Icon: You talk about how Michael Bloomberg, the mayor of New York, has reshaped the city, Manhattan most of all. He uses the positive-sounding slogan: “Building like Moses, with Jane Jacobs in mind.” But you ask: “What do you do with the people who have to be moved on? Are you arguing for more static cities? Part of the dynamism of cities is that people move in and out.
Following recent events across the globe, it is no surprise that reviewers of David Harvey’s Rebel Cities continue to easily locate the book in its contemporary context and commend its undeniable relevance. Writing in the Financial Times, Edwin Heathcote states that this latest work produced by Harvey, whom he hails as having always been “a consistent and intelligent voice on the left,” could not be better timed:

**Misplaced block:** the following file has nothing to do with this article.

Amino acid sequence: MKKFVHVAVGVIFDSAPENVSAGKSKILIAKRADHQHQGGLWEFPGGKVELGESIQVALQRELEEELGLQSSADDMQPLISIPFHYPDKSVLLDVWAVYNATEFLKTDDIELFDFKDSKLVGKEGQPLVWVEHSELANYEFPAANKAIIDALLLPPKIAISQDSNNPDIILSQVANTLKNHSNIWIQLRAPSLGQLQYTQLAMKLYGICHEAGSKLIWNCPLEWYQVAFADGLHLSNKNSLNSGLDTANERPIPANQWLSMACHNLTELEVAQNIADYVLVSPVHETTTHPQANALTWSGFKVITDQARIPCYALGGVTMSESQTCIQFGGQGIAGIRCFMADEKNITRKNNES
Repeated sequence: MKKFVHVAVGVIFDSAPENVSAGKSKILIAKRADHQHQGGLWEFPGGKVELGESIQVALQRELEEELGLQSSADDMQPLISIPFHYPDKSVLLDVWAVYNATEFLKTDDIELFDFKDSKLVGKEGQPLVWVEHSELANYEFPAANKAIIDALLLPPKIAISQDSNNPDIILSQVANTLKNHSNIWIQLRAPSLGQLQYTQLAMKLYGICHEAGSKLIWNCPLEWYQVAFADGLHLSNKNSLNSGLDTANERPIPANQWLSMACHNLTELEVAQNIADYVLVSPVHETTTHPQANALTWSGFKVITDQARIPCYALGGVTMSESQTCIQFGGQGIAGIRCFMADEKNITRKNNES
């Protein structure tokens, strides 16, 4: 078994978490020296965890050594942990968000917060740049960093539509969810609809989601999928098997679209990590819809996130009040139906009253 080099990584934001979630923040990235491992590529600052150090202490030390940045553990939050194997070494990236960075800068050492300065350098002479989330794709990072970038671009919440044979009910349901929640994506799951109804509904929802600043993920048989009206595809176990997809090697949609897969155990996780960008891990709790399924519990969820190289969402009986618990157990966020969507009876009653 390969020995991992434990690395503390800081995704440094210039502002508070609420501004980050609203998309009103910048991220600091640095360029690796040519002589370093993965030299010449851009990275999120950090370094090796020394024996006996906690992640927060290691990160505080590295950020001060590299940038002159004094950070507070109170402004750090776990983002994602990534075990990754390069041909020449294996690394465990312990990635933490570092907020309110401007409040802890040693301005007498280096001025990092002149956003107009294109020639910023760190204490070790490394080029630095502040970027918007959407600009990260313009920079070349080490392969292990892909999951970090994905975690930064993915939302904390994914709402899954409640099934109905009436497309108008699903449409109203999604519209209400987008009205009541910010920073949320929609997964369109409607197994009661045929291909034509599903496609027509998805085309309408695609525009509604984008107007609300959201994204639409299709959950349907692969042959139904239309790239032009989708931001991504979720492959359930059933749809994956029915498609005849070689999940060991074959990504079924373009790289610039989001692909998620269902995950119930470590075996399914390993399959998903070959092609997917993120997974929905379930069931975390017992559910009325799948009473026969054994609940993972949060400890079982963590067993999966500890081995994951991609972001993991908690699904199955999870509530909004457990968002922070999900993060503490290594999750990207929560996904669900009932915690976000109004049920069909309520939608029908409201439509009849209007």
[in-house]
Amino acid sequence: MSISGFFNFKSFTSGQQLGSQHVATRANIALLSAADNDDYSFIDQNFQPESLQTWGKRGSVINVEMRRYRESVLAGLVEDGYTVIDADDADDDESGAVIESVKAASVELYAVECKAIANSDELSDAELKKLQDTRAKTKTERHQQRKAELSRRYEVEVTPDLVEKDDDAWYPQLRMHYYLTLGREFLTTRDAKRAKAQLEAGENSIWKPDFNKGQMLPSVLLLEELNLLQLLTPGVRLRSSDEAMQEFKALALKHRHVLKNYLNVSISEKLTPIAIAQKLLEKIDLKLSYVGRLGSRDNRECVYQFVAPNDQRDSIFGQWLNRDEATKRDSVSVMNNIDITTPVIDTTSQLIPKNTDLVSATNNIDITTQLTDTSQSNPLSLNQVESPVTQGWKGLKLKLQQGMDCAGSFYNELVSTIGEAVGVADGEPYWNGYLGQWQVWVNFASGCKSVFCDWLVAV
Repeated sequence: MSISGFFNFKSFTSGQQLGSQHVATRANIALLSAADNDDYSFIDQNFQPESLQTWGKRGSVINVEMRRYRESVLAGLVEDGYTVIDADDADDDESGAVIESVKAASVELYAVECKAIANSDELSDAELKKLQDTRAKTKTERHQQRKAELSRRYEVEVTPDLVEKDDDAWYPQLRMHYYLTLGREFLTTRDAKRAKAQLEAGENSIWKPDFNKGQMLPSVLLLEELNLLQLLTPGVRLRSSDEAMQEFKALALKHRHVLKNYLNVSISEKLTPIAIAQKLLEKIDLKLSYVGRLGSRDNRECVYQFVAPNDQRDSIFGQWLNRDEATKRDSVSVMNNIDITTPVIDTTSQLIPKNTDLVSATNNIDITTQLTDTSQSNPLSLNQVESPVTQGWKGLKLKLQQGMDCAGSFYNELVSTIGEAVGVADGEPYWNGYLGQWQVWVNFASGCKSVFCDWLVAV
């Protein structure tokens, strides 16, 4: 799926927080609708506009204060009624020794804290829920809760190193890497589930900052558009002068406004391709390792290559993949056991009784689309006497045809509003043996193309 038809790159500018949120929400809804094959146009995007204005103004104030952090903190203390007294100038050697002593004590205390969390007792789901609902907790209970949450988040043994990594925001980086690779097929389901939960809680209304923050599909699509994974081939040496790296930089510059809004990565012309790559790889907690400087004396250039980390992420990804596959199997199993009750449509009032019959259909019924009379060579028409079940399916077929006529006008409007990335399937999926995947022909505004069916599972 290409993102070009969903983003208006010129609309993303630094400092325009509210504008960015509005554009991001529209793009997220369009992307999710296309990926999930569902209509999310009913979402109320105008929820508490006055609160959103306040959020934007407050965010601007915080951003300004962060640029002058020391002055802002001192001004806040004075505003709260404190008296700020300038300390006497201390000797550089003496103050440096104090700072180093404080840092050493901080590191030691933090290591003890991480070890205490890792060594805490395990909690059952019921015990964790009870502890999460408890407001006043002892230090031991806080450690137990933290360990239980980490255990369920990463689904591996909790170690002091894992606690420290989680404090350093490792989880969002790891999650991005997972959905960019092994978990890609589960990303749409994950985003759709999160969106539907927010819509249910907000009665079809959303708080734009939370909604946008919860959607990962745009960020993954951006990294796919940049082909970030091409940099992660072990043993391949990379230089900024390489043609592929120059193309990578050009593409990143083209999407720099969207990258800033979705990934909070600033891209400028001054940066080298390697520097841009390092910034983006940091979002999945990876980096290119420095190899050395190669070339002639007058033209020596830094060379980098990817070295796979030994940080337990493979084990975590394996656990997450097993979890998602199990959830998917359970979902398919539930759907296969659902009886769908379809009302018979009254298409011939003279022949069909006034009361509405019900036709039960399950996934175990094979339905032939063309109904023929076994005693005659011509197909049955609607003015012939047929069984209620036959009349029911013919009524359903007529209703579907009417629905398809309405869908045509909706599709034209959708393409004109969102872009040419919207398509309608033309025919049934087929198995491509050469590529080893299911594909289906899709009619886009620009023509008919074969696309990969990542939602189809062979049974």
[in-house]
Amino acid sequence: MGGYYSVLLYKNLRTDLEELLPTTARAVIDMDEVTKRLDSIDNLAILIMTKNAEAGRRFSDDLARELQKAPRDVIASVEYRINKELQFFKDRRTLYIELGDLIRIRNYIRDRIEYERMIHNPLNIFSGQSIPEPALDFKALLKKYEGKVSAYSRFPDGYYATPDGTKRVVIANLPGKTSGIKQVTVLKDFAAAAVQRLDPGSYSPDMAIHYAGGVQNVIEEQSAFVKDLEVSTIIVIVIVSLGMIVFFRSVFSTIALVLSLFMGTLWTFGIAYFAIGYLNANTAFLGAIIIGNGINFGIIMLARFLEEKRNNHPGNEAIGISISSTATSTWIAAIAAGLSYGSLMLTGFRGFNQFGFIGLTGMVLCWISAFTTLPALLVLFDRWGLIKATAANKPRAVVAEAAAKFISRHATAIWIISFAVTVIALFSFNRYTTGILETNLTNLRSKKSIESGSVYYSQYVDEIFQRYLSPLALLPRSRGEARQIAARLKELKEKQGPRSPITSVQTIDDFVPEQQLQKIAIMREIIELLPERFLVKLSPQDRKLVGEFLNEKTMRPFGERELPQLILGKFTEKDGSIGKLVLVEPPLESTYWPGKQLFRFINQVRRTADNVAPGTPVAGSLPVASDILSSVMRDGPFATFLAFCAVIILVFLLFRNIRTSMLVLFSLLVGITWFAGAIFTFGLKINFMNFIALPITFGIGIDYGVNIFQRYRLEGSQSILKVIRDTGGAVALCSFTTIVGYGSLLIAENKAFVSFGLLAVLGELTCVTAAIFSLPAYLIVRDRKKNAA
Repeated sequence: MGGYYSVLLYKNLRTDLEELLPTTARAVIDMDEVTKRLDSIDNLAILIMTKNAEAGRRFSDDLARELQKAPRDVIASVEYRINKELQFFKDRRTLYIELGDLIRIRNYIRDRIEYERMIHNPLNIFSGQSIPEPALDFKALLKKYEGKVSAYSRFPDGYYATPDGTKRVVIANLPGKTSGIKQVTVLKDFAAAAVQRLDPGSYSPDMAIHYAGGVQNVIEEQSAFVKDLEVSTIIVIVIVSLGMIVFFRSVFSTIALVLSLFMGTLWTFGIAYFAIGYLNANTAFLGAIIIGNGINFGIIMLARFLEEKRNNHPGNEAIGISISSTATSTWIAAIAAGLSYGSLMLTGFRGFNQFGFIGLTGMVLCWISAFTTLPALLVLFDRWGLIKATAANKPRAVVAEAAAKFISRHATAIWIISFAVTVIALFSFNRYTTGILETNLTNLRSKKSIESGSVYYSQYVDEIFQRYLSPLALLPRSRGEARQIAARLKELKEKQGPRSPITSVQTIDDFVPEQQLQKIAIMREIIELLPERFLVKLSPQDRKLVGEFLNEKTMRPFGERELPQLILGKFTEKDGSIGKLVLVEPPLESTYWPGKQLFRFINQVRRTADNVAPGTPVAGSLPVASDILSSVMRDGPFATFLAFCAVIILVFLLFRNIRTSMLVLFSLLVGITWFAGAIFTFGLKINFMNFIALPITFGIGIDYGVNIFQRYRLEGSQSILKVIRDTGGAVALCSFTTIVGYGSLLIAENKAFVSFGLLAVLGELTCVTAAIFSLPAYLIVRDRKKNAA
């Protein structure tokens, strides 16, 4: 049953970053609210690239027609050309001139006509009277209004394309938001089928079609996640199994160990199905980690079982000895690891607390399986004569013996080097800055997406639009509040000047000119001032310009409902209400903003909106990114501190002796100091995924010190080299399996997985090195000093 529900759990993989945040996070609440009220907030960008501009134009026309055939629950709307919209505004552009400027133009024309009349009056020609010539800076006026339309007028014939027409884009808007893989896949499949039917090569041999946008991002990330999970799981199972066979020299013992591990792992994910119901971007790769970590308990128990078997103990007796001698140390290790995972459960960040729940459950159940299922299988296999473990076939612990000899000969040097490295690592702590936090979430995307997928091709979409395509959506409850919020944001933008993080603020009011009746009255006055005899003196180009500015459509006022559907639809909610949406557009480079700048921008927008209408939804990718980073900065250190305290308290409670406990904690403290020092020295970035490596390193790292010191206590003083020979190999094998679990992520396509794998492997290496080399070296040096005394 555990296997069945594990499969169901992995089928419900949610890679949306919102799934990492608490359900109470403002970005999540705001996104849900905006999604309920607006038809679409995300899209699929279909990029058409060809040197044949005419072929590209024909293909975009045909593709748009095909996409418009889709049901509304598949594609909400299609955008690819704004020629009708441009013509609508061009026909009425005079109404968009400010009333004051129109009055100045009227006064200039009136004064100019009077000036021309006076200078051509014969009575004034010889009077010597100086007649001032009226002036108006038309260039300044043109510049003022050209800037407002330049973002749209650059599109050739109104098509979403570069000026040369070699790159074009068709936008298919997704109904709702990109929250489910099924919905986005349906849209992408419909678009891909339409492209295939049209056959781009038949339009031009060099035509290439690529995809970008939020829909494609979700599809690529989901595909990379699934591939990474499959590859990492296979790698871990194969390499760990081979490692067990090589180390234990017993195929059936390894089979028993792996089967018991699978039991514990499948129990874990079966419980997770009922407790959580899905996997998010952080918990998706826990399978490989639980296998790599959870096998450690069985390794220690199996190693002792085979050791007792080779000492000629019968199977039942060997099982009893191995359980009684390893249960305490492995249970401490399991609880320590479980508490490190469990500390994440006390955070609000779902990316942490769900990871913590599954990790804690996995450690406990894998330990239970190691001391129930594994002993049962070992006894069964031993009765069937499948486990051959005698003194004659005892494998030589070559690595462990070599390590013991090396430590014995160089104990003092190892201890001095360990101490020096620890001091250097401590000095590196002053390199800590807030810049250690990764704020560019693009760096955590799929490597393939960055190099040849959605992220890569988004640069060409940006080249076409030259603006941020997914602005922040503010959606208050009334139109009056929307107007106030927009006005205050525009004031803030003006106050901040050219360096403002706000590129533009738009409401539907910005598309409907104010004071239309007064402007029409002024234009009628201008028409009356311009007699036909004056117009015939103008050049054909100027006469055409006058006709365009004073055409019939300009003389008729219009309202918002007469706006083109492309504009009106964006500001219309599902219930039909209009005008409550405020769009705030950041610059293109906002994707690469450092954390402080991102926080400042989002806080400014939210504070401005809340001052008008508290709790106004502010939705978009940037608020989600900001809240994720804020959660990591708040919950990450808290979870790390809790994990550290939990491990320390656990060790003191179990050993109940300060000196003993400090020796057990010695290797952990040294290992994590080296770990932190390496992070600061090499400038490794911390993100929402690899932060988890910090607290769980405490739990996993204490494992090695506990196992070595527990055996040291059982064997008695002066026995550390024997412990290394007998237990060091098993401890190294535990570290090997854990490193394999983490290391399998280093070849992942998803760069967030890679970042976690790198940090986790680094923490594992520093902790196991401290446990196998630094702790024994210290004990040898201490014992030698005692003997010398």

In the past couple of years the squares and streets of the city have re- emerged in the most dramatic manner imaginable as a forum for public protest. From Cairo to Athens, from Madrid’s “Indignados” to America’s Occupy Wall Street movement and right up to the recently removed protesters outside St Paul’s Cathedral in London, urban centres all over the world have resonated with the chants of those who feel economically and politically disempowered.
Visit the Financial Times to read the review in full.